Horror and Politics.

Nazi Cinema never produced a horror film. Soviet Cinema only slightly touched the genre in one film – VIY (1967) – that only escaped the censors because it was adapted from an old folktale. Why? Because totalitarian regimes will hate any genre that will tell its people that there is no utopia. It’s harder to keep the people under control when you tell stories where horrible things happen to innocent people. It’s harder for the regime to justify its actions when horror stories tell you that the universe is chaos.

Through their existence, horror films have told us that the most gorgeous people get slaughtered by horrible monsters. The political undertone in so many horror films is clear: we are all alone and help is not coming.

Film trailers, many times, summarize the whole idea of a film in order to attract its target audiences. Eli Roth’s THE GREEN INFERNO (2013) had this very effective trailer.

The trailer is amazing because it clearly shows one of the essences of the horror genre: a disparity between how we think things are (or would like them to be) and the way things really are. It’s the same issue author Robert Bloch nailed when he says “horror is the removal of masks”. Sometimes we are the ones taking off the masks. Other times it is the entire universe taking off its mask.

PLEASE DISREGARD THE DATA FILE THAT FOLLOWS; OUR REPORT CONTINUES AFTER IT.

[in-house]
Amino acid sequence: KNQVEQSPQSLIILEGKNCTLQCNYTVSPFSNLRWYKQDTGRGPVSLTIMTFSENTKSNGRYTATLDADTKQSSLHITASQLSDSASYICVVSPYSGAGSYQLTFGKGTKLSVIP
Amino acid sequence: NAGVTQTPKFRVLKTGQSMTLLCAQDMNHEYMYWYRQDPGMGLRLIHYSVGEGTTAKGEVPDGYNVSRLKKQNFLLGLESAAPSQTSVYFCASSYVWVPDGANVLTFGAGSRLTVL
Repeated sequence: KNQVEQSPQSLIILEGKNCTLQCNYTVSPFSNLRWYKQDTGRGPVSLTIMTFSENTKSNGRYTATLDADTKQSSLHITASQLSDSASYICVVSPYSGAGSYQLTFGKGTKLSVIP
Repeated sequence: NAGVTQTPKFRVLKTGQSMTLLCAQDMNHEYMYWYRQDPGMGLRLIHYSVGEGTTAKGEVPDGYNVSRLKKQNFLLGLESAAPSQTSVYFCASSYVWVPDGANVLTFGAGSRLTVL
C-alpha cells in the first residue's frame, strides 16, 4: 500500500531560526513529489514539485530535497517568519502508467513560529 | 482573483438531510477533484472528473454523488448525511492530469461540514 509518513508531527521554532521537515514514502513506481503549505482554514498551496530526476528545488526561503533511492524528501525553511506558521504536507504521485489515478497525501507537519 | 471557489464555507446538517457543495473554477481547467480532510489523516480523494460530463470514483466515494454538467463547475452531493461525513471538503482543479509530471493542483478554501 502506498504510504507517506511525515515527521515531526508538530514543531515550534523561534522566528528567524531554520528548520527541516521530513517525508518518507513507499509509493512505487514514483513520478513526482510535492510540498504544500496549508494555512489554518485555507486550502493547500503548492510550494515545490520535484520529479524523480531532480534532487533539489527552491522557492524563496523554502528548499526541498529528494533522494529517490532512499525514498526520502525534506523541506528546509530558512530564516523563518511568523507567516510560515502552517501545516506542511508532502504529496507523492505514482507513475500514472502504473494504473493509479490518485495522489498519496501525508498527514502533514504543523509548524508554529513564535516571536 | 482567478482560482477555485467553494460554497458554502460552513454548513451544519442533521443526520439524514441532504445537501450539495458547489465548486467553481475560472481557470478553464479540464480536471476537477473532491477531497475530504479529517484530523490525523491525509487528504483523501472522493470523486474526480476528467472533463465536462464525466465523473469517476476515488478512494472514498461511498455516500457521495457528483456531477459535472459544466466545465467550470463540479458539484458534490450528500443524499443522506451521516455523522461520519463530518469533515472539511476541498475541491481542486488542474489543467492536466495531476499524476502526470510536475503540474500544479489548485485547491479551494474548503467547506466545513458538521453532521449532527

Poor gringos. They left the comfort of their country (the comfort of free market economy) and went to the Amazon jungle to fight for a cause (and change the world). Well, expect the world to fight back.

Of course the political orientation is irrelevant to the genre. Instead of young dreamers, the film could be about a ruthless real estate developer trying to build a hotel in the middle of the jungle. Well, expect the jungle to fight back too.

The lesson here is this: horror is subversive. It will always throw a couple of “what ifs” that will make you question the powers that be. So the tightest the regime is and the more authoritarian the leader is, the more unwelcome the horror genre is. Other genres merely like to start discussions. Horror usually ends them.

That is why the horror genre is essential. We should support it, celebrate it and respect it as a fundamental contributor to our sanity.

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